(The Hill) – Like the sands of the hourglass, the world is slipping toward self-destruction one second at a time, the Bulletin of Atomic Scientists concluded Thursday, once again setting the hands of the famed Doomsday clock at 100 seconds to midnight.
For the third year in a row, the clock was set in seconds, not minutes, to show urgency behind the metaphor of how close the Earth is to annihilation.
“Steady is not good news. In fact, it reflects the judgment of the board that we are stuck in a perilous moment, one that brings neither stability nor security,” Sharon Squassoni, co-chair of the Science and Security Board for the Bulletin and a professor at the Institute for International Science and Technology Policy at George Washington University, said at a press conference.
The Bulletin of Atomic Scientists created the clock in 1947 to represent how close the planet was to annihilation by nuclear weapons. In more recent years, the journal has also weighed the effects of climate change and other emerging threats in setting the clock.
On the seventy-fifth anniversary of the clock, the bulletin’s experts outlined a host of threats facing the world, from disinformation stoking division, an increase in global tensions fueling a nuclear arms race, a pandemic highlighting the nation’s inability to battle increasingly frequent outbreaks and climate change exacerbating natural disasters and global instability.
The group noted that power struggles continue to exacerbate the world’s risk of destruction, with the extension of the New START nuclear treaty offset by nuclear ambitions in Iran, North Korea, India and Pakistan, while competition between the U.S., China and Russia only adds to instability on a security front.
“The Doomsday Clock is not set by good intentions, but rather by evidence of action, or in this case inaction,” Scott D. Sagan, a Stanford University professor, told reporters. “Signs of nuclear arms races are clear.”
Disinformation also played a particularly notable role in keeping the clock at the closest point to midnight in history, with experts noting its impact on democracy, climate change and the pandemic, with an increasing number of people falsely believing in widespread voter fraud, skeptical of vaccination and disinterested in curbing behavior that warms the planet.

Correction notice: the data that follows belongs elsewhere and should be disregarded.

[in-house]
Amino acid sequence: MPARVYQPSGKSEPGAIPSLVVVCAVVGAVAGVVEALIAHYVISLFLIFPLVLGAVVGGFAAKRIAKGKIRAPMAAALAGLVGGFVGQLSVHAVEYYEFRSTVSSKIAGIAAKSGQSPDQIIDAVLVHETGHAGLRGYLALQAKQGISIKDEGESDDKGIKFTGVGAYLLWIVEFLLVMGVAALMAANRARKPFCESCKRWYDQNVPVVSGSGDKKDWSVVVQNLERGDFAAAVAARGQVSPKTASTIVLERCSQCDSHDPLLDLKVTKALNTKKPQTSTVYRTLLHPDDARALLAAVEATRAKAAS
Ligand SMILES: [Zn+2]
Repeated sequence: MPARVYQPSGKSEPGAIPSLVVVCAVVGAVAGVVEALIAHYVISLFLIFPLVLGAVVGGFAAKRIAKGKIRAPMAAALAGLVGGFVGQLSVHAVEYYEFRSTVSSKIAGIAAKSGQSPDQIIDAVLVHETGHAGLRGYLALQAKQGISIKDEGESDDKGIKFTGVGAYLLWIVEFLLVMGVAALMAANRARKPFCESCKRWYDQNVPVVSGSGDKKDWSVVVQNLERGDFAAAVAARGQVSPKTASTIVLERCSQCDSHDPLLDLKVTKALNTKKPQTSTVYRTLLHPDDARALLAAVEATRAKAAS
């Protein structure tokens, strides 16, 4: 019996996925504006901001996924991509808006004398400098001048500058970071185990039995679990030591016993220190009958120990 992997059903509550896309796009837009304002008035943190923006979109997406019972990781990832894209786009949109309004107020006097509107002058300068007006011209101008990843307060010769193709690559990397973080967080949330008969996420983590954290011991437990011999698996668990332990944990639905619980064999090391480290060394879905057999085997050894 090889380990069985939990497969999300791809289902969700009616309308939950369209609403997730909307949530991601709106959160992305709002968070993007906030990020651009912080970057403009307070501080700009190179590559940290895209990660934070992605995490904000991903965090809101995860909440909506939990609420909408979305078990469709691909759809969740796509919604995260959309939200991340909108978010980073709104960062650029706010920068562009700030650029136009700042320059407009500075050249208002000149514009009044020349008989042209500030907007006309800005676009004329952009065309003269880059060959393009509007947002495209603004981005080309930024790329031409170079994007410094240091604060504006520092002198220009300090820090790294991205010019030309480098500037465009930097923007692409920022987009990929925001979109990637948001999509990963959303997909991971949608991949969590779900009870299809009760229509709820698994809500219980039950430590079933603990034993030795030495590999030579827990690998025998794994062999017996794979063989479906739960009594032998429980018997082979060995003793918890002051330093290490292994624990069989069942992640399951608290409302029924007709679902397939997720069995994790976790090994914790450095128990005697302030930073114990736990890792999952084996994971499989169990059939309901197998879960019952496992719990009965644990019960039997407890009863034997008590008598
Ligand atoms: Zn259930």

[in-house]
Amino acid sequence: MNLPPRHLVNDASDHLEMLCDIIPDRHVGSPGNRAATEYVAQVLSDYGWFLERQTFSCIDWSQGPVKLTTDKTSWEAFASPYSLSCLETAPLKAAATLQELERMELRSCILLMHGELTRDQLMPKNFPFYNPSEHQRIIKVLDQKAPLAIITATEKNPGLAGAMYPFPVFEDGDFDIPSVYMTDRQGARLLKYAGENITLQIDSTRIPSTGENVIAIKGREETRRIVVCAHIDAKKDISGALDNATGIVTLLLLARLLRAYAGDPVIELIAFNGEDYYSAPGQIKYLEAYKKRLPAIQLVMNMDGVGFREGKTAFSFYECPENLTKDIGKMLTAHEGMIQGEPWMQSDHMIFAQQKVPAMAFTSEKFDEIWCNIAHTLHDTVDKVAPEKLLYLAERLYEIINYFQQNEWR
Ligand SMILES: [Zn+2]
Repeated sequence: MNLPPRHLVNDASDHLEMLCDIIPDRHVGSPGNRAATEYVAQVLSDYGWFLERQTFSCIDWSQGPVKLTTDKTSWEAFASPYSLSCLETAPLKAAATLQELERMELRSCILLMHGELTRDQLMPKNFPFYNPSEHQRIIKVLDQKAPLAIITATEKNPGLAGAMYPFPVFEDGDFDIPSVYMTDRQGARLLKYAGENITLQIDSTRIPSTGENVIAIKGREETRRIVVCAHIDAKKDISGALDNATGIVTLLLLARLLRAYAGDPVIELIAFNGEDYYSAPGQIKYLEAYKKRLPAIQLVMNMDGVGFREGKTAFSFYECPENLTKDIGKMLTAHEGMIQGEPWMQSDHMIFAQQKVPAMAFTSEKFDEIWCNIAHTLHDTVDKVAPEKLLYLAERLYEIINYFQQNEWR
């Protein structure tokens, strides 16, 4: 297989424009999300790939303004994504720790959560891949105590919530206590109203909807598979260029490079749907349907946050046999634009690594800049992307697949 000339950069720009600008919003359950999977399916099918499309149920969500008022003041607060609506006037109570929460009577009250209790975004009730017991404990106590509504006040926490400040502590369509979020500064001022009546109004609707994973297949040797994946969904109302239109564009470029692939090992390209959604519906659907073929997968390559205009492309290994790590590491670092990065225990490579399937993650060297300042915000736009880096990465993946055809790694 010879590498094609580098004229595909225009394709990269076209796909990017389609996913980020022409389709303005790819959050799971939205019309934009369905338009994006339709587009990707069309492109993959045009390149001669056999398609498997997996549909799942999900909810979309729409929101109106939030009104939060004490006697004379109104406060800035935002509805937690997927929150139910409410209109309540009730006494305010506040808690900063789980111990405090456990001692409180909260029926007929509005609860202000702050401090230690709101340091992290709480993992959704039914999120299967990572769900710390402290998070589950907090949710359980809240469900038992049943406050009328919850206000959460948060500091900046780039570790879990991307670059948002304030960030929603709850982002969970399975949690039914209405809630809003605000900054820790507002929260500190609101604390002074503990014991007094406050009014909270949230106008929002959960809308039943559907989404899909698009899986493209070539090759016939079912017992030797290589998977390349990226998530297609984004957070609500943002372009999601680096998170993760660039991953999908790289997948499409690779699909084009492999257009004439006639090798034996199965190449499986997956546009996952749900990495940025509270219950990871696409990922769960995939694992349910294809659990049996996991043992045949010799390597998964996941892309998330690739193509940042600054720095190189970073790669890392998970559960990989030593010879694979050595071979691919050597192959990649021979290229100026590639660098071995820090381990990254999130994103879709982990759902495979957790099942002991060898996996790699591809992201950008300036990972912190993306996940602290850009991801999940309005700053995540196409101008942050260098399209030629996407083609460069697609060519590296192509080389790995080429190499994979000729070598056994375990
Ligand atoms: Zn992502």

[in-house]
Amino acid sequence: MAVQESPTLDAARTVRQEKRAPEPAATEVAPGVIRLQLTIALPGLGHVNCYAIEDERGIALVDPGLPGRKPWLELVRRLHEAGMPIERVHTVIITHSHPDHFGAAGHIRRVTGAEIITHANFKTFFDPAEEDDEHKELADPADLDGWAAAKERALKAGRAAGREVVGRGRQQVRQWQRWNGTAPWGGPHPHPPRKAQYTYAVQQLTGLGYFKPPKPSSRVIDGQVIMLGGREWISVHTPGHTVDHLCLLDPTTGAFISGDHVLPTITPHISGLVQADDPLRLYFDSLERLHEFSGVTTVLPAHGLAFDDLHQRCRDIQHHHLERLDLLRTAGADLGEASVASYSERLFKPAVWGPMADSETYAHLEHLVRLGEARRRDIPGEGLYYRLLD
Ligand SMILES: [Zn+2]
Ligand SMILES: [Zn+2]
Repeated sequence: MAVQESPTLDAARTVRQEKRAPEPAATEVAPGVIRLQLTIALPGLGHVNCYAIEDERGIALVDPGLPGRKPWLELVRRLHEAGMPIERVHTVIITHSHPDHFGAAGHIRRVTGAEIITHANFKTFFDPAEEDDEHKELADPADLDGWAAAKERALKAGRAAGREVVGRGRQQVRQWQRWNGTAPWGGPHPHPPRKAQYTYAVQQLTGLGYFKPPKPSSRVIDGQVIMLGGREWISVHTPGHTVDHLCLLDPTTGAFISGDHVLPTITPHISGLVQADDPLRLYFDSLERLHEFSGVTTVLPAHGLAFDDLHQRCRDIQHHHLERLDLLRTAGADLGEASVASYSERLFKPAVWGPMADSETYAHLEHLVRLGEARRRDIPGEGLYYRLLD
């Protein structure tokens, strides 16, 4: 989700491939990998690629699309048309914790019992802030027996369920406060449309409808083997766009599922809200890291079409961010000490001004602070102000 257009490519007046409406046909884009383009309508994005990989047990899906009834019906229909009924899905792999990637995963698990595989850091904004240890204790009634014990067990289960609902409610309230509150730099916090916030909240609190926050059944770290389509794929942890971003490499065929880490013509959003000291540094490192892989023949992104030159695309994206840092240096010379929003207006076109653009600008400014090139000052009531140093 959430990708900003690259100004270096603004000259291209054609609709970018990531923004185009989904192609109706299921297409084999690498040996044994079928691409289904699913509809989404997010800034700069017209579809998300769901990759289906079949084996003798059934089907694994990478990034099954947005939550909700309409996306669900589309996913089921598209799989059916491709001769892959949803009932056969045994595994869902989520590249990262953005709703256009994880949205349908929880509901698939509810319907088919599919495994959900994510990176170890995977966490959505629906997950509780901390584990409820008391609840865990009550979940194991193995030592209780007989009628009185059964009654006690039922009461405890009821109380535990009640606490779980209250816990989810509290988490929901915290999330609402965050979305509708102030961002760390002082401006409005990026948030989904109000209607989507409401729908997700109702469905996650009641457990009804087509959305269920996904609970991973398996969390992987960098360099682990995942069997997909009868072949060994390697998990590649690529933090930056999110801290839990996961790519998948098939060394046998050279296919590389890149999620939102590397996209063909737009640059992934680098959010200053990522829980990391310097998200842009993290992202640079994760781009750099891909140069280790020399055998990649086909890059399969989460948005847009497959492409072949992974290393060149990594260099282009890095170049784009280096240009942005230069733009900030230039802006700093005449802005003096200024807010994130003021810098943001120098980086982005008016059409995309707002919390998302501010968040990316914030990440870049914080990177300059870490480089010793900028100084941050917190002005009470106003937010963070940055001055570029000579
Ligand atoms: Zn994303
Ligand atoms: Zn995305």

“The resulting factors mean a world in which different and antagonistic political tribes each live in their own factual universes. This is not a world governed by reason or reality and is itself an existential threat to modern civilization as we have come to know it,” said Herb Lin, a senior research scholar for cyber policy and security at the Center for International Security and Cooperation.
Rachel Bronson, president of the Bulletin, noted that global challenges had changed little since 2021, when the clock stayed at 100 seconds to midnight in a reflection of optimism over the election of President Biden and pronouncements to address the threat of nuclear weapons, through the New START missile treaty with Russia and an intention to revive the Joint Comprehensive Plan of Action (JCPOA), the 2015 nuclear agreement with Iran.
“We continue to believe that human beings can manage the dangers posed by modern technology even in times of crisis. But if humanity is to avoid an existential catastrophe, one that would dwarf anything it has yet seen, national leaders must do a far better job of countering disinformation, heeding science and cooperating to diminish global risks,” she said.
“The COVID 19 pandemic serves as a historic wake-up call, a vivid illustration, that national governments and international organizations are unprepared to manage complex and dangerous challenges like those of nuclear weapons and climate change, which currently puts existential threat to humanity, or other dangers including more virulent pandemics [or] next generation warfare that could threaten civilization in the near future.”
2020 marked the first time the doomsday clock moved to 100 seconds to midnight, the closest it’s ever been to the endpoint for destruction and the first time it was measured in seconds rather than minutes, reflecting the urgency of the moment.
The announcement reflected an increase in tensions between the U.S. and Iran that came in January of that year with the U.S.’ targeted killing of top Iranian general Qassem Soleimani, and the growing dangers of failing to address climate change.
The 2020 announcement, made in January, occurred ahead of the World Health Organization declaring the quickly circulating coronavirus a global pandemic.